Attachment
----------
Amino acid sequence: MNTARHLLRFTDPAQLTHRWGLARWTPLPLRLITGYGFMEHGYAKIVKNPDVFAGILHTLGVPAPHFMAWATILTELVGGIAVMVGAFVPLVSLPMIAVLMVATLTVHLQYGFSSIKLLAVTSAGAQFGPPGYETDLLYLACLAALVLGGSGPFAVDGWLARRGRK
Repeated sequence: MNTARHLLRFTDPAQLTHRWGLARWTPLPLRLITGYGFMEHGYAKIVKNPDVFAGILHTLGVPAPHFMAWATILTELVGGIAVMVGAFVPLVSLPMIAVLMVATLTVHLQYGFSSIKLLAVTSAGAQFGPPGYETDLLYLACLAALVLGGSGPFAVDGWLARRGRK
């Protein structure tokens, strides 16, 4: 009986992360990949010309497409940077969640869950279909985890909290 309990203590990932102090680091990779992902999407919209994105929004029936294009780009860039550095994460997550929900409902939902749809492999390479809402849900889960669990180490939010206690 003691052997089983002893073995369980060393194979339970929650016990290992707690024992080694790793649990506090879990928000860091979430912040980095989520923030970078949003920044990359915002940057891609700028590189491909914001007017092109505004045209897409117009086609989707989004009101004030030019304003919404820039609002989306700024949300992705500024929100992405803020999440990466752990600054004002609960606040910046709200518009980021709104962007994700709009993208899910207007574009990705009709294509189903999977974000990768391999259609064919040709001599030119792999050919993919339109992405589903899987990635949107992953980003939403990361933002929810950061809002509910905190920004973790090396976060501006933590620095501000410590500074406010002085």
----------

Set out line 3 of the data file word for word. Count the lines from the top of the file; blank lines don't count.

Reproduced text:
């Protein structure tokens, strides 16, 4: 009986992360990949010309497409940077969640869950279909985890909290 309990203590990932102090680091990779992902999407919209994105929004029936294009780009860039550095994460997550929900409902939902749809492999390479809402849900889960669990180490939010206690 003691052997089983002893073995369980060393194979339970929650016990290992707690024992080694790793649990506090879990928000860091979430912040980095989520923030970078949003920044990359915002940057891609700028590189491909914001007017092109505004045209897409117009086609989707989004009101004030030019304003919404820039609002989306700024949300992705500024929100992405803020999440990466752990600054004002609960606040910046709200518009980021709104962007994700709009993208899910207007574009990705009709294509189903999977974000990768391999259609064919040709001599030119792999050919993919339109992405589903899987990635949107992953980003939403990361933002929810950061809002509910905190920004973790090396976060501006933590620095501000410590500074406010002085």